munchor's blog

By munchor, 7 years ago, In English

Recently, the Codeforces team announced that they were adding support for problem resolution using JavaScript. I was quite glad with these news and have since started using JavaScript in every contest.

Running and testing the code locally

I use d8, the JavaScript interpreter in Google's V8 JavaScript engine. I run different test cases using redirected input and output calling d8 on my shell. If I need to quickly test any JavaScript syntax, calling d8 by itself lets me run JavaScript commands as with any interpreter (think Python).

JavaScript and IO

d8 provides IO functions such as print() (automatic newline), write() and readLine(). I prefer C's IO, but using readLine, I can simplify code a lot using split and map. For example, say I want a one-liner to read a list of space-separated integers without knowing how many numbers are on the line, then I can simply run:

var numbers = readline().split(" ").map(function(x) { return parseInt(x); });


JavaScript engines are becoming more and more efficient as companies like Mozilla and Google push the boundaries of SpiderMonkey and V8, respectively, to execute JavaScript faster. The speed of JavaScript is still not comparable to the speed of C and C++ (of course), but it is noticeably faster than most interpreted languages such as Python or Ruby and still provides us with quite a lot of syntactic sugar like these.

JavaScript is not just about the Web

A lot of people still think JavaScript is just a language browsers use, but it's a whole different beast. You can use it for all sorts of stuff and I'll definitely keep using it for Codeforces (even if just now and then).

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5 years ago, # |
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Can anyone please tell me if there is any downloadable version of d8. If there is, from where can I download it?

4 years ago, # |
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Great step you have define it is really helpful for all developer making a website on javascript

16 months ago, # |
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can you please make it clear how to test js code locally using d8. i.e., installing d8 how to use it. I was not able to use readline() to get input from process.stdin. :(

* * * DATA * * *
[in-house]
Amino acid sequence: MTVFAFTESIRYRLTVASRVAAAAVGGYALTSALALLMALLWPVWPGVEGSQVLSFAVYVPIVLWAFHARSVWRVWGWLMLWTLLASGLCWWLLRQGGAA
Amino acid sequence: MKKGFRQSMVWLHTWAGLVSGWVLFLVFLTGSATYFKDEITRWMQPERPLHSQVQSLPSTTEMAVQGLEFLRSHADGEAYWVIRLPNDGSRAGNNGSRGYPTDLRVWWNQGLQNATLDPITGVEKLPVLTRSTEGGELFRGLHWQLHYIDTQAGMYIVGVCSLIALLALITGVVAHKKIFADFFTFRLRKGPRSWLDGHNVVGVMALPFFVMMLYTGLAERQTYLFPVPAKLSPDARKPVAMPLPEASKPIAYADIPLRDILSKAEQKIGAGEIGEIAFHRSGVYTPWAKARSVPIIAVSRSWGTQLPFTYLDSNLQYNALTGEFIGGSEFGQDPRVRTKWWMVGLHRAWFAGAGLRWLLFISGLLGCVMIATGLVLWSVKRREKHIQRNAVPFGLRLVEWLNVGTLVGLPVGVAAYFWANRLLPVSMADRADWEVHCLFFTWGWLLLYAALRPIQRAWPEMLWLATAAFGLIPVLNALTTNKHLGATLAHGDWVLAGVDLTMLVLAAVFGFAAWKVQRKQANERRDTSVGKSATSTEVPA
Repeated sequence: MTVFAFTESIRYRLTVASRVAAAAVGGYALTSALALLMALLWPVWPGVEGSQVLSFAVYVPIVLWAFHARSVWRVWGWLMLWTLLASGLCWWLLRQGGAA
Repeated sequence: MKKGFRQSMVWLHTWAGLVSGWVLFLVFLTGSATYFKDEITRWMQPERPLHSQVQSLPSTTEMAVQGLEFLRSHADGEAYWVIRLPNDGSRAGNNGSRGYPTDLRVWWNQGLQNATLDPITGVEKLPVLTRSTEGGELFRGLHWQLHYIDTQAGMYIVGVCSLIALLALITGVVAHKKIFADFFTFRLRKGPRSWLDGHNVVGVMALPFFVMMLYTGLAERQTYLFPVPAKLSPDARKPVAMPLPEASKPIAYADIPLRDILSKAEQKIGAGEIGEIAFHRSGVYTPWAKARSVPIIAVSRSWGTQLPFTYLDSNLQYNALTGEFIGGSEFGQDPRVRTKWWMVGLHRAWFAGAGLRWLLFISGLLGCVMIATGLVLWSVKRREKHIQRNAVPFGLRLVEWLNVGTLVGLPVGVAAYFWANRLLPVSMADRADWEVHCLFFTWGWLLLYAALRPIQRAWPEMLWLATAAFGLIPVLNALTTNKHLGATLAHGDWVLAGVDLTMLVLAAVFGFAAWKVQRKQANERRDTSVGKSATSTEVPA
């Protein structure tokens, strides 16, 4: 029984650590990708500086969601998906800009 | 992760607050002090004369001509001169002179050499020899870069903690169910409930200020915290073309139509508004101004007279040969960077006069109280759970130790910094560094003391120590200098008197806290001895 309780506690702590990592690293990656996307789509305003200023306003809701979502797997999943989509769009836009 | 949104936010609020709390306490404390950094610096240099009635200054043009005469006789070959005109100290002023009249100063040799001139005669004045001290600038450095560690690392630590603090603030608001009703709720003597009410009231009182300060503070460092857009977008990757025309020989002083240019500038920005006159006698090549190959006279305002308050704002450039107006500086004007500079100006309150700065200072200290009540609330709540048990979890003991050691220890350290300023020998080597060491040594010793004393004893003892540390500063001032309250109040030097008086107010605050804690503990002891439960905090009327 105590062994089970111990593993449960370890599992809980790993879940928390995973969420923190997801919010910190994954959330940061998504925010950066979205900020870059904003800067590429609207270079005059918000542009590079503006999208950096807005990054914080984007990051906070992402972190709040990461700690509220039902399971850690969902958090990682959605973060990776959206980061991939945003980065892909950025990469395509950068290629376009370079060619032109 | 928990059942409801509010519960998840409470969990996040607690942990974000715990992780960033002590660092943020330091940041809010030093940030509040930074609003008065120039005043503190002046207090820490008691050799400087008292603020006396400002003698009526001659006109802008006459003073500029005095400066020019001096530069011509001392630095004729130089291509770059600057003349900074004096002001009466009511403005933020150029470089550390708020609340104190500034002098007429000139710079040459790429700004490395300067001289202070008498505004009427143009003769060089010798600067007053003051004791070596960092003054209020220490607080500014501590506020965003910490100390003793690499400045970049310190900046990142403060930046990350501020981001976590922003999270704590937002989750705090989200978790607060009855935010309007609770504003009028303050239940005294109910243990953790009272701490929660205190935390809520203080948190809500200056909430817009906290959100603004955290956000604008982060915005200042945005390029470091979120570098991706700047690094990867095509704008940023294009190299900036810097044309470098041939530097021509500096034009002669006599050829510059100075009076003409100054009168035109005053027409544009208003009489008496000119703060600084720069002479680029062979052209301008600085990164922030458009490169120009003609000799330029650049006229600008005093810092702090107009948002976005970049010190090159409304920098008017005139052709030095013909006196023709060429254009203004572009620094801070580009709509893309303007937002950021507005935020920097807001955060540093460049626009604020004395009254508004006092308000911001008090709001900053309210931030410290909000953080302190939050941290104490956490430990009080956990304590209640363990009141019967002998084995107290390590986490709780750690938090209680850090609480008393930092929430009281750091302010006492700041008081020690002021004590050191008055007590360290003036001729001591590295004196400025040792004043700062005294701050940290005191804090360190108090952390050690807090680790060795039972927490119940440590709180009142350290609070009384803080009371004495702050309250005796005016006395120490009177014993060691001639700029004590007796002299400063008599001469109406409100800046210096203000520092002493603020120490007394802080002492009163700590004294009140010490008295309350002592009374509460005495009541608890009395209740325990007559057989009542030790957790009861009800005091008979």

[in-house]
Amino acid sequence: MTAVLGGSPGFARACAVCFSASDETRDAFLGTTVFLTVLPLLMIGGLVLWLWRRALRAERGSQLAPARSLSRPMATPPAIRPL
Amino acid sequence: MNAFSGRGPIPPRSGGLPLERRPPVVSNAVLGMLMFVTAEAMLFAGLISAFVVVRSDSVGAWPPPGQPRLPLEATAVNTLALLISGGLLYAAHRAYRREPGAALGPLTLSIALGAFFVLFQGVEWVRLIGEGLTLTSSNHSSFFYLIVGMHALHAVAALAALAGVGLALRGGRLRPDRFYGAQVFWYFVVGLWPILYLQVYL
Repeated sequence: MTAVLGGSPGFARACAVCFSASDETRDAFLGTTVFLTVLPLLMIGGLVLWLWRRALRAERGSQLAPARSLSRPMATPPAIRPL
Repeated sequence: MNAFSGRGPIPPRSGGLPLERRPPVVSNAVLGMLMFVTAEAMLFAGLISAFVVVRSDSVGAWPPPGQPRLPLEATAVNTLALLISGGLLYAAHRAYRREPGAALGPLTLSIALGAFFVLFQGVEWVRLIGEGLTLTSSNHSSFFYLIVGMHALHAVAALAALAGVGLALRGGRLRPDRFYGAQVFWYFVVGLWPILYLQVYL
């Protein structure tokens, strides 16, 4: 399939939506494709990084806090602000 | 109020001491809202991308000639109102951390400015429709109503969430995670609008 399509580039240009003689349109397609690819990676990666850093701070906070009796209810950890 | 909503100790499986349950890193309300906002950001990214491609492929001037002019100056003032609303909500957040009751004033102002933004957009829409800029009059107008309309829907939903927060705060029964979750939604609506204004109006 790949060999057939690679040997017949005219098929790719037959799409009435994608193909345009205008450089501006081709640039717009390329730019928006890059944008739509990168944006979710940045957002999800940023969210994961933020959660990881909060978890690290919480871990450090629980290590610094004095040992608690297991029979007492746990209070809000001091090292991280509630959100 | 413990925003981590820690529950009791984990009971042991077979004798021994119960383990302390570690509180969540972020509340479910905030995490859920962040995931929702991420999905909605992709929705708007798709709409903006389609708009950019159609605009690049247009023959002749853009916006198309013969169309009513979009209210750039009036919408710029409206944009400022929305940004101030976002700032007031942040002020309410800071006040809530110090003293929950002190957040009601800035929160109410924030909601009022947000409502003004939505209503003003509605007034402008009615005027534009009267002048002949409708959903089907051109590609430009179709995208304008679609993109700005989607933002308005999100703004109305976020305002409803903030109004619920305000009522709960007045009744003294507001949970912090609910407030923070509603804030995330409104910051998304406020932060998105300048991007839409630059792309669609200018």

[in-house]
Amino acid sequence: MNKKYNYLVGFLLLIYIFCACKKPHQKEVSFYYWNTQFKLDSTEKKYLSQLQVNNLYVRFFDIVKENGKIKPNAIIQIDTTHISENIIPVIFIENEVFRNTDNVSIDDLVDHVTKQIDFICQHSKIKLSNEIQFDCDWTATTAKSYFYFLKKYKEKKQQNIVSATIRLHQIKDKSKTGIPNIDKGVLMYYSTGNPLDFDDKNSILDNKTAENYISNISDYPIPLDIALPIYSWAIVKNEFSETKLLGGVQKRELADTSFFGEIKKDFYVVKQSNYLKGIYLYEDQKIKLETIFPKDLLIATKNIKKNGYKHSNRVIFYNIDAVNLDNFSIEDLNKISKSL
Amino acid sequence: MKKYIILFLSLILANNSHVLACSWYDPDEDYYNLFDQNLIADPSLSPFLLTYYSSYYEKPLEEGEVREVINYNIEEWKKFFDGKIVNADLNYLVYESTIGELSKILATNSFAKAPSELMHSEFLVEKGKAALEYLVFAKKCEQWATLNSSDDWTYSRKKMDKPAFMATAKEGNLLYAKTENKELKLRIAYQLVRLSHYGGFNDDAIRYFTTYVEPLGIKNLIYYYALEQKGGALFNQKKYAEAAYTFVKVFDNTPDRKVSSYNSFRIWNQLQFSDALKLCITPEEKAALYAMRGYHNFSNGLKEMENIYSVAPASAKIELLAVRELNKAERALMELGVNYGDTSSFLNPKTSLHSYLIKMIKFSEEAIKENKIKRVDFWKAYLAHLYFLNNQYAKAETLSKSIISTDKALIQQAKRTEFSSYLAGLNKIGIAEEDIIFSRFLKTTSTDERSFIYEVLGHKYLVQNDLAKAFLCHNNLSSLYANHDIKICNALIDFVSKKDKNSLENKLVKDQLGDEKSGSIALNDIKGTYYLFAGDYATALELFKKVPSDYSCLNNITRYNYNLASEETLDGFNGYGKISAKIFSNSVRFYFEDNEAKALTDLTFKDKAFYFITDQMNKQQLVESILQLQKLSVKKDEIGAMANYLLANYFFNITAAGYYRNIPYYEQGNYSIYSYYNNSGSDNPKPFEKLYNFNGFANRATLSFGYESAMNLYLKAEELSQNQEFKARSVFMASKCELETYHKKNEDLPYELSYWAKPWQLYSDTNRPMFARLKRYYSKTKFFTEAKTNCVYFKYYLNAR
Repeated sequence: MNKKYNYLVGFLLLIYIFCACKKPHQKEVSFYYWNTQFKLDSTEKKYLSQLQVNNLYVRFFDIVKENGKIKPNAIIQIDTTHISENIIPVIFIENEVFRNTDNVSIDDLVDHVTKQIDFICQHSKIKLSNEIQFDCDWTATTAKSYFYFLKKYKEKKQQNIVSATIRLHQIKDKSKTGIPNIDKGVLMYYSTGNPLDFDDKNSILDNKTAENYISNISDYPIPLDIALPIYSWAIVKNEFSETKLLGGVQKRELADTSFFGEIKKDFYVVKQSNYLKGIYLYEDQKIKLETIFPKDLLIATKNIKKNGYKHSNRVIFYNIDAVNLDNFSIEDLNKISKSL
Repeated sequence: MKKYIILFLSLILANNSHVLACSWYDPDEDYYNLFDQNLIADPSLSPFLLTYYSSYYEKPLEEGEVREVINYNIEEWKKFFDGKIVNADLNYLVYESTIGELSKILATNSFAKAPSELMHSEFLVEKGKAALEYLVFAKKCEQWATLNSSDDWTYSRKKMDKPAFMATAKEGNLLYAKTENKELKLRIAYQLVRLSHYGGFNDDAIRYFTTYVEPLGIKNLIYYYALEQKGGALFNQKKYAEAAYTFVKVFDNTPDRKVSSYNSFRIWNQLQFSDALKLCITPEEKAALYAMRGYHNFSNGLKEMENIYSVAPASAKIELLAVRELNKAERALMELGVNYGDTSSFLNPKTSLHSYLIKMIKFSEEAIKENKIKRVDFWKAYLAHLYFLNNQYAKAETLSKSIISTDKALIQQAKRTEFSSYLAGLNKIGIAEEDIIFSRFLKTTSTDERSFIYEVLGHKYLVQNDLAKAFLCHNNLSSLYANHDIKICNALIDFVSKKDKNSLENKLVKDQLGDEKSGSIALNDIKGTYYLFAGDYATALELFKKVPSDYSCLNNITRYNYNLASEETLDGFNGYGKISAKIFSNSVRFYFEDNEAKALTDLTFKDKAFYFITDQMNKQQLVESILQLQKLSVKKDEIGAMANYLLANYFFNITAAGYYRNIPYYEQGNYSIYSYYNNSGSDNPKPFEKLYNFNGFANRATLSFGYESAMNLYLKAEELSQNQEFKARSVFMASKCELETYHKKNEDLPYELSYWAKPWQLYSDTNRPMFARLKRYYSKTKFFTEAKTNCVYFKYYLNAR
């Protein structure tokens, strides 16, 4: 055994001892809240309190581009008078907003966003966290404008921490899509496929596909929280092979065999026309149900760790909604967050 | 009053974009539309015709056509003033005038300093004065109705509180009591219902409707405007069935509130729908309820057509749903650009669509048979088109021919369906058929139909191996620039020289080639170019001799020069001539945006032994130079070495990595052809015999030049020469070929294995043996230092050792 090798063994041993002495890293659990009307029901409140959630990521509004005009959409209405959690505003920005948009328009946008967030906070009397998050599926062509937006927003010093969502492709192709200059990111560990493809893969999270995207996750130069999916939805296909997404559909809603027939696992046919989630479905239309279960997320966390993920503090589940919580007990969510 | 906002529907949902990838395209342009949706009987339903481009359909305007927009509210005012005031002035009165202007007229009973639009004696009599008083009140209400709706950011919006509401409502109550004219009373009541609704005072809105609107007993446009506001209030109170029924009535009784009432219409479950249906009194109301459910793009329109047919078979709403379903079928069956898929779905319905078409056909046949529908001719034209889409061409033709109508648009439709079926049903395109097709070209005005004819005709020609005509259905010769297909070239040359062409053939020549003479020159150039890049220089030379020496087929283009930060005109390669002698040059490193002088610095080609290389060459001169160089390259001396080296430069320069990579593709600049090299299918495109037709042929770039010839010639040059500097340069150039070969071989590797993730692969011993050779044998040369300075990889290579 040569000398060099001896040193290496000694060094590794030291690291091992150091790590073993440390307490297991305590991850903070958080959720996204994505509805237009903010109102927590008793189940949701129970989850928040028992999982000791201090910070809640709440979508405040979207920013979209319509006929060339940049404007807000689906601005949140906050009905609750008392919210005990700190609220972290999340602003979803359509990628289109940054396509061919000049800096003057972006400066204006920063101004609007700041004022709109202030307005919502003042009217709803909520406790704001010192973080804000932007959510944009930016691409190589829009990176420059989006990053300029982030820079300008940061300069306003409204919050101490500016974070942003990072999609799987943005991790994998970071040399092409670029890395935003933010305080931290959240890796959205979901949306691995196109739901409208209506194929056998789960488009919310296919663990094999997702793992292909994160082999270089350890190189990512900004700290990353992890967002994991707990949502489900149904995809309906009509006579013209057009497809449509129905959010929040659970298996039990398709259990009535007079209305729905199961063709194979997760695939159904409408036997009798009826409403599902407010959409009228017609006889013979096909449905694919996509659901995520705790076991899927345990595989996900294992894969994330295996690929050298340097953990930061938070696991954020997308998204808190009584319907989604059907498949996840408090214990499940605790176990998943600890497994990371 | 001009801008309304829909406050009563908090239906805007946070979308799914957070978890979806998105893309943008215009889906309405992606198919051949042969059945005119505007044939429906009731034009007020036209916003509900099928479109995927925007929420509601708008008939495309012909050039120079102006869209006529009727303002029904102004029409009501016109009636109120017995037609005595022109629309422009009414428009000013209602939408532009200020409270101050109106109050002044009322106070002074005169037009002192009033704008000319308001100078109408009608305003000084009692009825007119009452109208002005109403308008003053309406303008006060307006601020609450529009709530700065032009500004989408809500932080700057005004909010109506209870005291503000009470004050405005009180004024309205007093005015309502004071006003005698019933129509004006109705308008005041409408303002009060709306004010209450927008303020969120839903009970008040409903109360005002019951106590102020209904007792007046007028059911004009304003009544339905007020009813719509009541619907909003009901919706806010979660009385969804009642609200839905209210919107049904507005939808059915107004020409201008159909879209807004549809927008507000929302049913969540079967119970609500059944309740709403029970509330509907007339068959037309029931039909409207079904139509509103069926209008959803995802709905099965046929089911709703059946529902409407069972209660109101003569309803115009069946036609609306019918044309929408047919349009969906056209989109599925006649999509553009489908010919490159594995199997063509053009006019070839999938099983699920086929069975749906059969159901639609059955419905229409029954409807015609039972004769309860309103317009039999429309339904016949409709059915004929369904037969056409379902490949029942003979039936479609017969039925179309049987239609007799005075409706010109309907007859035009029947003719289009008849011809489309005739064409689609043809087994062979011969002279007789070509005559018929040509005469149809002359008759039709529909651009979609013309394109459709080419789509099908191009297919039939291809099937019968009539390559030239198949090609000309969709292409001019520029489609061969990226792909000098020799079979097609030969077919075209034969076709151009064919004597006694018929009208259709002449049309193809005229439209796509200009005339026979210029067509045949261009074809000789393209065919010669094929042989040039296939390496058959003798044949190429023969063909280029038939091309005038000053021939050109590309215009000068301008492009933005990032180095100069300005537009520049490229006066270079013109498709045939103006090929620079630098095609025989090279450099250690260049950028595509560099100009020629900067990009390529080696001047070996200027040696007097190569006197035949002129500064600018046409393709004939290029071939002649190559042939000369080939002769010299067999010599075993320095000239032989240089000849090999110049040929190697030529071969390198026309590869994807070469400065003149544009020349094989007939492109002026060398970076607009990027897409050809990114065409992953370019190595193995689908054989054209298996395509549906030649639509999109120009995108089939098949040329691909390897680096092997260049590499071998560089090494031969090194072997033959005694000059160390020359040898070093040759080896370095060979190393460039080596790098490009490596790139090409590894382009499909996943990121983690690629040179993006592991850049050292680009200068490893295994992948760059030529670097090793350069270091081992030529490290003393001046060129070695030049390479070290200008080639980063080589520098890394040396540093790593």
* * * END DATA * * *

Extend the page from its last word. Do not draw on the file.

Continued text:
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    6 months ago, # ^ |
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    1. Download the binaries. (Given by bula)
    2. Extract the zip file.
    3. Copy the "v8-3.32.0" folder somewhere "SECURE" (Meaning anywhere you are fully aware of. I kept it in "C:")
    4. Add the location address to your Environment Variables -> System Variables -> Path. (In my case I added "C:\v8-3.32.0")
    5. Open a Command prompt and type d8. (similar to typing node)
    6. If all went accordingly you should see "V8 version 3.23.0 [console: dumb]".
    7. Use regular ctrl+c to exit the d8.
    8. Now instead of using "node test.js" to run the js file use "d8 test.js" and it should work.

    One small thing to note is, I created a bin folder inside "C:\v8-3.32.0" and copied only the "d8.exe" file inside it. Then added "C:\v8-3.32.0\bin" in the Environment variables. I did this because there were also many other .exe files inside "C:\v8-3.32.0" that I think are not necessary to be passed as varibles. (I may be wrong. :( ) Just to be on the safe side don't do this. (Or do this if the above does not work).

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      5 weeks ago, # ^ |
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      The binaries are too old and doesn't support ES6. Can you provide me with a link to the latest binaries that support ES6 as well?

13 months ago, # |
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Are there any plans to upgrade to a newer version of JavaScript? ES6 is not supported and there are issues with big numbers in the current archaic version of JavaScript.